Thanks for the info about service modes. The keston engineer said that
it would cut out when the water reaches some maximum temp, though
you're cooking your radiators by then. As you say not something to
How are you logging your boiler status at the moment - is that just by
monitoring the front panel LEDs?
Sounds like it's on the water side, rather than the gas/air side.
At the moment (and since it was installed), I monitor and log the
two mains outputs from the connector block, which are burner on,
and lockout, and I generate the call for heat signal which is
I just searched back in the logs for a case where boiler lockout
had been triggered, which is November 2006, so I could show you an
interesting sample of the logfile. In this log, upstairs heating is
on, and someone has turned the thermostat up to 19.9C at 16:15:57.
It's not normally that high; I vaguely recall someone was staying
who didn't feel well, and it's obviously been left on overnight
which is also not normal as it automatically goes to setback when
everyone's gone to bed.
The computer control is aiming to keep the "Temperature - Upstairs"
to the "Thermostat - Upstairs" setting. Other temperatures are also
recorded in the log. Downstairs heating is off, which means it's
actually setback to 14C and so not triggered to come on in this log.
The person who wasn't feeling well was in bedroom 3 and had the window
open, which is why bedroom 3 is cooling off faster when the heating
cycles off. The bedroom 3 temperature is logged, but not used for
system control -- it's part of the upstairs heating zone.
Nov 12 16:15:57 Thermostat - Upstairs 19.9
Nov 12 22:47:14 Temperature - Bedroom 3 18.5
Nov 12 23:03:14 Temperature - Bedroom 3 18.0
Nov 12 23:21:31 Temperature - Downstairs 18.5
Nov 12 23:28:48 Temperature - Bedroom 3 17.5
Nov 12 23:32:26 Temperature - Upstairs 19.5
Nov 12 23:32:27 Output Upstairs Heating Demand ON
Nov 12 23:33:11 Input Boiler Burner ON
Nov 12 23:37:22 Temperature - Bedroom 3 18.0
Nov 12 23:42:09 Temperature - Bedroom 3 18.5
Nov 12 23:48:58 Temperature - Upstairs 20.0
Nov 12 23:48:59 Output Upstairs Heating Demand OFF
Nov 12 23:49:00 Input Boiler Burner OFF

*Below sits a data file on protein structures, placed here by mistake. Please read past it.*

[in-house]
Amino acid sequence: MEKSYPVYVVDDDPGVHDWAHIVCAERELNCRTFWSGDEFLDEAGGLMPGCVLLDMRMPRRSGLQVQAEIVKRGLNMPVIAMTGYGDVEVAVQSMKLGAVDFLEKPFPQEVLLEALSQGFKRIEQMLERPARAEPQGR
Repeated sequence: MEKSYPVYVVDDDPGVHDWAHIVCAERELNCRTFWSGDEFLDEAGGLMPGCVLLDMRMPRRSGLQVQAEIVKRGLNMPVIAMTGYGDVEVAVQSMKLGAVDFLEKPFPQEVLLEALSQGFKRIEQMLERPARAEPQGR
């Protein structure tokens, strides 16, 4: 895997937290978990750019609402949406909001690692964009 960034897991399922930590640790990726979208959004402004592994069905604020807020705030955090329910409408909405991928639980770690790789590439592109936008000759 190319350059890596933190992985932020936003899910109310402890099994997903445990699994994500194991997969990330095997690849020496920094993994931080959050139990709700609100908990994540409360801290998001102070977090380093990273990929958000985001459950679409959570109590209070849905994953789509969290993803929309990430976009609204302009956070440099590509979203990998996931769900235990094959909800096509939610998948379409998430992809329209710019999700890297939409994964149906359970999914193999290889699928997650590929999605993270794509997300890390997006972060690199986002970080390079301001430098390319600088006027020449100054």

Nov 12 23:49:35 Temperature - Bedroom 3 19.0
Nov 13 00:02:33 Temperature - Bedroom 3 18.5
Nov 13 00:15:58 Temperature - Bedroom 3 18.0
Nov 13 00:39:56 Temperature - Bedroom 3 17.5
Nov 13 00:42:28 Temperature - Upstairs 19.5
Nov 13 00:42:28 Output Upstairs Heating Demand ON
Nov 13 00:42:51 Input Boiler Burner ON
Nov 13 00:43:00 Temperature - Downstairs 18.0
Nov 13 00:47:19 Temperature - Bedroom 3 18.0
Nov 13 00:52:47 Temperature - Outside 10.5
Nov 13 00:53:00 Temperature - Bedroom 3 18.5
Nov 13 00:57:46 Temperature - Upstairs 20.0
Nov 13 00:57:46 Output Upstairs Heating Demand OFF
Nov 13 00:57:47 Input Boiler Burner OFF
Nov 13 00:58:19 Temperature - Bedroom 3 19.0
Nov 13 01:09:01 Temperature - Bedroom 3 18.5
Nov 13 01:23:39 Temperature - Bedroom 3 18.0
Nov 13 01:48:22 Temperature - Bedroom 3 17.5
Nov 13 01:56:47 Temperature - Upstairs 19.5
Nov 13 01:56:48 Output Upstairs Heating Demand ON
Nov 13 02:00:19 Input Boiler Burner ***OPEN-CIRCUIT***
Nov 13 02:00:19 Alarm Zone Trouble activated
The boiler lockout signal is used to generate an invalid state
on the Boiler Burner input, i.e. open circuit. (On an alarm sensor
circuit, that would be a tamper alarm, but this is just a monitoring
circuit.) It does however generate a silent low priority alarm,
which means it phoned me and told me "Boiler Trouble" at 02:00:19.
I can read more into the logs by experience too. I happen to know
that when the boiler is operating correctly and has cooled down,
the burner lights in 18 seconds of the demand signal being given.
If you look back in the log, at 23:32:27 it took 44 seconds to
light, and at 00:42:28 it took 23 seconds to light, both of which
means it didn't light first attempt. Looking back further, it was
taking longer to light for about a week before it failed. This
was caused by the ignition electrode having drooped away from the
burner (a common Keston fault, particularly on their larger boilers).
Some more detailed automatic analysis of the logs could have given
me several days advanced warning of boiler failure.